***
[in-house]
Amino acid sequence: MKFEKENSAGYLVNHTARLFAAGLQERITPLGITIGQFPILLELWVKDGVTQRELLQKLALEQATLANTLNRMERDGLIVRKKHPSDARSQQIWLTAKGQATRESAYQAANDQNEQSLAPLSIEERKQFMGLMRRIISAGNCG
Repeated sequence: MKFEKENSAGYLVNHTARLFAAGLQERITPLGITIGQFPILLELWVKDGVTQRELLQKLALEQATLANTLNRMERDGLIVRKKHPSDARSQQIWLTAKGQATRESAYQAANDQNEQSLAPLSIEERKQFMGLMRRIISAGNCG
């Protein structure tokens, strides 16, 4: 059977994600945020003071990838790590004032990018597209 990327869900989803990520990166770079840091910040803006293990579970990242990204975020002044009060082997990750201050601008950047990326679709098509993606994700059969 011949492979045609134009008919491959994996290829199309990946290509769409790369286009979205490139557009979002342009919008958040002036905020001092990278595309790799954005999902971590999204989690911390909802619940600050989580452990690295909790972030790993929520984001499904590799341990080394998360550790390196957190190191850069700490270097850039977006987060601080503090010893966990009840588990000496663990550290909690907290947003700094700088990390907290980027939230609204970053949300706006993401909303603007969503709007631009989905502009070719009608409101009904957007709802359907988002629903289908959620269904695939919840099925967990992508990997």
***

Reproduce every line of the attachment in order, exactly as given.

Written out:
[in-house]
Amino acid sequence: MKFEKENSAGYLVNHTARLFAAGLQERITPLGITIGQFPILLELWVKDGVTQRELLQKLALEQATLANTLNRMERDGLIVRKKHPSDARSQQIWLTAKGQATRESAYQAANDQNEQSLAPLSIEERKQFMGLMRRIISAGNCG
Repeated sequence: MKFEKENSAGYLVNHTARLFAAGLQERITPLGITIGQFPILLELWVKDGVTQRELLQKLALEQATLANTLNRMERDGLIVRKKHPSDARSQQIWLTAKGQATRESAYQAANDQNEQSLAPLSIEERKQFMGLMRRIISAGNCG
């Protein structure tokens, strides 16, 4: 059977994600945020003071990838790590004032990018597209 990327869900989803990520990166770079840091910040803006293990579970990242990204975020002044009060082997990750201050601008950047990326679709098509993606994700059969 011949492979045609134009008919491959994996290829199309990946290509769409790369286009979205490139557009979002342009919008958040002036905020001092990278595309790799954005999902971590999204989690911390909802619940600050989580452990690295909790972030790993929520984001499904590799341990080394998360550790390196957190190191850069700490270097850039977006987060601080503090010893966990009840588990000496663990550290909690907290947003700094700088990390907290980027939230609204970053949300706006993401909303603007969503709007631009989905502009070719009608409101009904957007709802359907988002629903289908959620269904695939919840099925967990992508990997």